With rolling gear that good, Scott felt it necessary to drop in an engine worthy of spinning those wheels and roasting that rubber. A fresh 2019 LT4 6.2L unit was sourced, and a harness was ordered from Speartech to help get the install done with the quickness. With having to fabricate a custom mount for the heat exchanger, the job was rather quick work for Scott, who has grown to prefer the LT platform to its LS counterpart. Both offer great reliability and tons of power, so there’s really no losing either way, as it’s all just a matter of preference at this point. With the new engine in place, Scott began filling in the bay with some custom sheet metal fab work to class things up a touch under the hood.
Since fabrication is something that Scott has damn near perfected, he then began creating a killer bed that features a center floor section that lifts to access the rear suspension components. The bed space has been completely transformed for the better, and even has a stealthy built-in ice chest that guarantees there’s always a cold one nearby. To further clean up the appearance, Scott shaved up the front bumpers, and did the same for the rear, while creating a notch for the center exit single exhaust.
When it came time to settle on a color, in-house paint and bodyman, Mark Endersbee chose a special PPG shade of blue was selected to cover the entire truck, but as stated earlier, the titanium coated Budnik wheels did influence other regions of build. The same process that is used to coat the wheels was also used to cover the chassis and certain components, as well as the bumpers. Keeping the color break right at bumper level, the titanium hue was paint matched underneath the chrome molding.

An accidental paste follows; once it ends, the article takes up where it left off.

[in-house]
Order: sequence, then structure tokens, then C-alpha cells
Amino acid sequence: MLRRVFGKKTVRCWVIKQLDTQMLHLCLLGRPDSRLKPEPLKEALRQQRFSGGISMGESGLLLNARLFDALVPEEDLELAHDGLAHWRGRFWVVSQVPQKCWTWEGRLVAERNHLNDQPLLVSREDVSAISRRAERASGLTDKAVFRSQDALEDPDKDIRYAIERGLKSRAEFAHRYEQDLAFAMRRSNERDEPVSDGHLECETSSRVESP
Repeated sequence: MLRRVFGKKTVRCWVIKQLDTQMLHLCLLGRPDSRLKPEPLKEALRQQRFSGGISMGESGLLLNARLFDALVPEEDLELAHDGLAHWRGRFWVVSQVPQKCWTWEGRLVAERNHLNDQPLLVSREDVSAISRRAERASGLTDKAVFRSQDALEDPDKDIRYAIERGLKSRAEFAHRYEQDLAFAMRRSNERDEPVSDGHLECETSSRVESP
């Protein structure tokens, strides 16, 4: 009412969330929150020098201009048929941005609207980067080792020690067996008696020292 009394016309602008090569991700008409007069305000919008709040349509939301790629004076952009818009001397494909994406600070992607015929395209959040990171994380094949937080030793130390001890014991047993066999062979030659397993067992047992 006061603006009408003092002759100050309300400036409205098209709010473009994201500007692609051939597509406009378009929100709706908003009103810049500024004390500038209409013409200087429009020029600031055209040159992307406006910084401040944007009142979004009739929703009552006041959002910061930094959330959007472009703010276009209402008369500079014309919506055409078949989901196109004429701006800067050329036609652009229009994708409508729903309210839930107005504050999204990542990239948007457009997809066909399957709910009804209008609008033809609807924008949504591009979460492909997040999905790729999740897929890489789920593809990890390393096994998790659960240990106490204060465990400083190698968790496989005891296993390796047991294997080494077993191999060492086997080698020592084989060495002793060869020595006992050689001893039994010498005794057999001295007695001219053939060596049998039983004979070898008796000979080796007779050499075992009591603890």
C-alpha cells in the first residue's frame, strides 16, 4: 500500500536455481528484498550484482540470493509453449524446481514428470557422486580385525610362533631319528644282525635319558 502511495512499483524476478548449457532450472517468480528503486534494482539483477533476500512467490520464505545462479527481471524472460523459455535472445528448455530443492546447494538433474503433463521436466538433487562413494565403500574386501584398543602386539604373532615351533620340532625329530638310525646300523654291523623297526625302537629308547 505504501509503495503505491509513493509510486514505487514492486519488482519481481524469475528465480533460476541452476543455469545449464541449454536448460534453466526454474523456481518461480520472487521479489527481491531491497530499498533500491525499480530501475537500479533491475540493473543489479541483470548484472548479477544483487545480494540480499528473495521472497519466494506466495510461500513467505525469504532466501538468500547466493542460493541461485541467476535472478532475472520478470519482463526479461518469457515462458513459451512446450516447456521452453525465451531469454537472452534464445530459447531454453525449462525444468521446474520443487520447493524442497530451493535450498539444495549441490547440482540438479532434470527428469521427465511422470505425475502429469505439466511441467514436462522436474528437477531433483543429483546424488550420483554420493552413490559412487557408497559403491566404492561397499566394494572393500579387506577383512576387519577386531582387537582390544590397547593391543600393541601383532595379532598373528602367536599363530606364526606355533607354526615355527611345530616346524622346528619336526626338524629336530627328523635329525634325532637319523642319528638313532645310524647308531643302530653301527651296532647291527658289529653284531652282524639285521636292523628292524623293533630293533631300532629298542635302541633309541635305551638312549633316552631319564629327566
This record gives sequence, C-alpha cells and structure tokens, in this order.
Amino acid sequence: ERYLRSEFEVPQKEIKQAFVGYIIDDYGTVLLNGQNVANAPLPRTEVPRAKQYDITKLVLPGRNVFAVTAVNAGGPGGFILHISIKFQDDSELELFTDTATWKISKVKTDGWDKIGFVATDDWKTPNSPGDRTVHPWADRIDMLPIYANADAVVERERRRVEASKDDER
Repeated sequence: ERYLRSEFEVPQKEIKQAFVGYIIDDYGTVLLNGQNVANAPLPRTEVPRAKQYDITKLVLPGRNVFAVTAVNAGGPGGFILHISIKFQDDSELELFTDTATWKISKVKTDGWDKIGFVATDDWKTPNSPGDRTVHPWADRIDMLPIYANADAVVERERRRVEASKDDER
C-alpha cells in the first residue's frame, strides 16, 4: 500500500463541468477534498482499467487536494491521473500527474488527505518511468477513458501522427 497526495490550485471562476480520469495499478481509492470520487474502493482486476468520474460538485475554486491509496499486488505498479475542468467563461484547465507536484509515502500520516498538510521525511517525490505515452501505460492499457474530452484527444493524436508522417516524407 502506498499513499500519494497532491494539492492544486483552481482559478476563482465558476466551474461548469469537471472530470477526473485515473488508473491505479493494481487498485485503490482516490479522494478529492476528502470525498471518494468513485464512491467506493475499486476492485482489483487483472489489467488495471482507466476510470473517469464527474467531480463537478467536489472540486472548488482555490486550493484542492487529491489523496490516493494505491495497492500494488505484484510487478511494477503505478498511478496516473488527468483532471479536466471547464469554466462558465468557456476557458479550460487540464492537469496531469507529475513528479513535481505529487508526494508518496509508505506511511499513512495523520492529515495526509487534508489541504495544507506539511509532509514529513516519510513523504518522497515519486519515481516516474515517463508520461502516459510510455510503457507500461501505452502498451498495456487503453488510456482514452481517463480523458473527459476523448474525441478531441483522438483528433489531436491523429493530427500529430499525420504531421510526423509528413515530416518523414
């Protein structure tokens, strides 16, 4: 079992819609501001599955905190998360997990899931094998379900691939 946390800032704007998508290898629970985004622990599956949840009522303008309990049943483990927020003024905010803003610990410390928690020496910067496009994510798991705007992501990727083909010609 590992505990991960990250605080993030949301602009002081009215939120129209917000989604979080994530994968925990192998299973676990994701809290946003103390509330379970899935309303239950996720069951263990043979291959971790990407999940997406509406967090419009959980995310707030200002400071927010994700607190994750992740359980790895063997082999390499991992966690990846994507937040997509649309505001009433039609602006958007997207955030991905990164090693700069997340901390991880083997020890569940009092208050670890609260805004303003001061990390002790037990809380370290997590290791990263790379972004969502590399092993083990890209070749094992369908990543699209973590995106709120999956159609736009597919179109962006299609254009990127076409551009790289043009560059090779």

Since interior work is something that Scott doesn’t offer at Slick’s (yet), the job was outsourced to Houston local, Charlie Powell, who created a custom set of seats before covering them in Bayou Blue and Malibu Blue ultra leather and suede material. Custom door panels and center console were also whipped up from scratch and covered to match the seats. Dakota Digital gauges were soon added, as was a Vintage Air A/C system to combat the upcoming summer heat. A full custom sound system featuring Focal speakers and JL Audio amps and subs were skillfully wired up by Danny Walters to give the truck all the necessary modern in-cab amenities.
It took 18 months to transform this ’67 C10 to greatness from nothing more than a parked tired old truck and a pile of parts still in boxes. Scott was given the task of creating a truly killer truck out of what he was given, and he’s once again proven that he is always ready to rise to the occasion. Building a custom vehicle for a high-profile client could potentially pose a unique set of stress and anxieties to get things done right, but Scott just took on the job and handled it, as he would like any other before it. The man has his touch, which is something you will be seeing more of here, so stay tuned for more adventures with Slick’s Fab Shop in the very near future.
Fletcher Cox • ‘67 C10
- 2019 GM LT4 6.2L
- Harness by Speartech
- CR&R / PWR heat exchangers
- Ultimate Headers
- Doug Ivey Customs 3-inch stainless exhaust system
- Borla muffler
- 2019 GM 8L90E transmission
- Randy’s chromoly driveshaft
- Roadster Shop Chassis with independent rear suspension
- Stainless black braided lines
- C6 spindles
- Penske shocks all around
- Baer Pro 6-piston calipers, 14-inch rotors
- Wilwood master cylinder
- Ididit rack & pinion
- Rick’s Tanks stainless 18-gallon fuel cell
- 20×10 and 22×12 Budnik Gasser wheels with titanium Cerakote centers
- 275/35/20 and 315/30/22 Pirelli P Zero tires
- Full custom sheet metal engine bay and bed
- Center access panel in bed
- Built-in ice chest
- Custom PPG paint laid down by Slick’s Fab Shop paint and bodyman, Mark Endersbee
- Shaved and welded front and rear bumpers
- LED headlights
- Dakota Digital gauges
- JL Audio amps and TW3 10-inch sub
- Focal 6.5-inch speakers
- Audio installed by Danny Walters
- Vintage Air A/C
- American Autowire wiring
- Billet steering wheel
- Custom seats with Ultra Leather and Ultra Suede upholstery by Charlie Powell
- One-off door panels and center console
- El Dorado beige carpet
- Build and fabrication by Slick’s Fab Shop